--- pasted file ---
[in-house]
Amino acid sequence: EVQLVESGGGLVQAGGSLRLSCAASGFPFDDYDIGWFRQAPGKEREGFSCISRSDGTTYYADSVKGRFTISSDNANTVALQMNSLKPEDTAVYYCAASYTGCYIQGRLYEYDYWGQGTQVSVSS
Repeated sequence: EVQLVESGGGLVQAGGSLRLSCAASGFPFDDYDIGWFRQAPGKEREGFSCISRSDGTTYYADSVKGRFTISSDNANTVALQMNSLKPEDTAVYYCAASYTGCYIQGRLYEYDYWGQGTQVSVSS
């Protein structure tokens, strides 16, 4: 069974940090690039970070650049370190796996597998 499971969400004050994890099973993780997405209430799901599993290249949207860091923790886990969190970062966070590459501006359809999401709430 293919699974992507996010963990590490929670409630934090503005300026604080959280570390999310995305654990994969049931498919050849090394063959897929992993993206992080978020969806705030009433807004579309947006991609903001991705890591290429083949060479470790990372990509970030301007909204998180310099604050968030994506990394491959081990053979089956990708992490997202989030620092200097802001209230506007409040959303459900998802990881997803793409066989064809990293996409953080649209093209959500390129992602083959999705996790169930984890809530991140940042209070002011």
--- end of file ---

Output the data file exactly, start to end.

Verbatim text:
[in-house]
Amino acid sequence: EVQLVESGGGLVQAGGSLRLSCAASGFPFDDYDIGWFRQAPGKEREGFSCISRSDGTTYYADSVKGRFTISSDNANTVALQMNSLKPEDTAVYYCAASYTGCYIQGRLYEYDYWGQGTQVSVSS
Repeated sequence: EVQLVESGGGLVQAGGSLRLSCAASGFPFDDYDIGWFRQAPGKEREGFSCISRSDGTTYYADSVKGRFTISSDNANTVALQMNSLKPEDTAVYYCAASYTGCYIQGRLYEYDYWGQGTQVSVSS
């Protein structure tokens, strides 16, 4: 069974940090690039970070650049370190796996597998 499971969400004050994890099973993780997405209430799901599993290249949207860091923790886990969190970062966070590459501006359809999401709430 293919699974992507996010963990590490929670409630934090503005300026604080959280570390999310995305654990994969049931498919050849090394063959897929992993993206992080978020969806705030009433807004579309947006991609903001991705890591290429083949060479470790990372990509970030301007909204998180310099604050968030994506990394491959081990053979089956990708992490997202989030620092200097802001209230506007409040959303459900998802990881997803793409066989064809990293996409953080649209093209959500390129992602083959999705996790169930984890809530991140940042209070002011």